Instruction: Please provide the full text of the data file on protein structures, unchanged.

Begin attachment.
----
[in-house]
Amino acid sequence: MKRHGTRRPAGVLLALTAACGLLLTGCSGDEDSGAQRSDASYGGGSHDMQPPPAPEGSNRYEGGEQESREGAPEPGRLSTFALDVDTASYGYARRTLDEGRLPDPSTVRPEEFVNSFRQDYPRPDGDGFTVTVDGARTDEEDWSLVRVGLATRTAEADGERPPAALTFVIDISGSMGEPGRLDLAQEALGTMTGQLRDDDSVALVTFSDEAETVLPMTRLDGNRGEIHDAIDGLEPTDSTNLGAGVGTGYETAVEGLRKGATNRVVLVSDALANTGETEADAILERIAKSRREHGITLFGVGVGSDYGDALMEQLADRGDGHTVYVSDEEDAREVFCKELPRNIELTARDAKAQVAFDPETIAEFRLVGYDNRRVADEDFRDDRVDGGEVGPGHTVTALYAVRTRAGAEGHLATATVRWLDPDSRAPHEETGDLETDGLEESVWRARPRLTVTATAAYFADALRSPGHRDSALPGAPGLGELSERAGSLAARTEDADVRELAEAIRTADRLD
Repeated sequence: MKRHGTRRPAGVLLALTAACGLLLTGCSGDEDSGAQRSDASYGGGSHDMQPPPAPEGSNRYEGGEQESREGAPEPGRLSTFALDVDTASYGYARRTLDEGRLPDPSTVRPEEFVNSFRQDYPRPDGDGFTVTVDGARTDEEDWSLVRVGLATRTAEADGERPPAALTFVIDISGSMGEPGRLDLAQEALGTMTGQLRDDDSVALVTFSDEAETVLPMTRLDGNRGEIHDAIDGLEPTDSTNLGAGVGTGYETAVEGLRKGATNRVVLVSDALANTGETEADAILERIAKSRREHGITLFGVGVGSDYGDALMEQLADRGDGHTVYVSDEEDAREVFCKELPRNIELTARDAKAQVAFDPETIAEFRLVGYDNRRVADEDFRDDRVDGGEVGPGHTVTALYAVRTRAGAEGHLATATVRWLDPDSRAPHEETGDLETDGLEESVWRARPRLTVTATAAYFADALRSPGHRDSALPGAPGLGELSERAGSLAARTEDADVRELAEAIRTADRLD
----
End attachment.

[in-house]
Amino acid sequence: MKRHGTRRPAGVLLALTAACGLLLTGCSGDEDSGAQRSDASYGGGSHDMQPPPAPEGSNRYEGGEQESREGAPEPGRLSTFALDVDTASYGYARRTLDEGRLPDPSTVRPEEFVNSFRQDYPRPDGDGFTVTVDGARTDEEDWSLVRVGLATRTAEADGERPPAALTFVIDISGSMGEPGRLDLAQEALGTMTGQLRDDDSVALVTFSDEAETVLPMTRLDGNRGEIHDAIDGLEPTDSTNLGAGVGTGYETAVEGLRKGATNRVVLVSDALANTGETEADAILERIAKSRREHGITLFGVGVGSDYGDALMEQLADRGDGHTVYVSDEEDAREVFCKELPRNIELTARDAKAQVAFDPETIAEFRLVGYDNRRVADEDFRDDRVDGGEVGPGHTVTALYAVRTRAGAEGHLATATVRWLDPDSRAPHEETGDLETDGLEESVWRARPRLTVTATAAYFADALRSPGHRDSALPGAPGLGELSERAGSLAARTEDADVRELAEAIRTADRLD
Repeated sequence: MKRHGTRRPAGVLLALTAACGLLLTGCSGDEDSGAQRSDASYGGGSHDMQPPPAPEGSNRYEGGEQESREGAPEPGRLSTFALDVDTASYGYARRTLDEGRLPDPSTVRPEEFVNSFRQDYPRPDGDGFTVTVDGARTDEEDWSLVRVGLATRTAEADGERPPAALTFVIDISGSMGEPGRLDLAQEALGTMTGQLRDDDSVALVTFSDEAETVLPMTRLDGNRGEIHDAIDGLEPTDSTNLGAGVGTGYETAVEGLRKGATNRVVLVSDALANTGETEADAILERIAKSRREHGITLFGVGVGSDYGDALMEQLADRGDGHTVYVSDEEDAREVFCKELPRNIELTARDAKAQVAFDPETIAEFRLVGYDNRRVADEDFRDDRVDGGEVGPGHTVTALYAVRTRAGAEGHLATATVRWLDPDSRAPHEETGDLETDGLEESVWRARPRLTVTATAAYFADALRSPGHRDSALPGAPGLGELSERAGSLAARTEDADVRELAEAIRTADRLD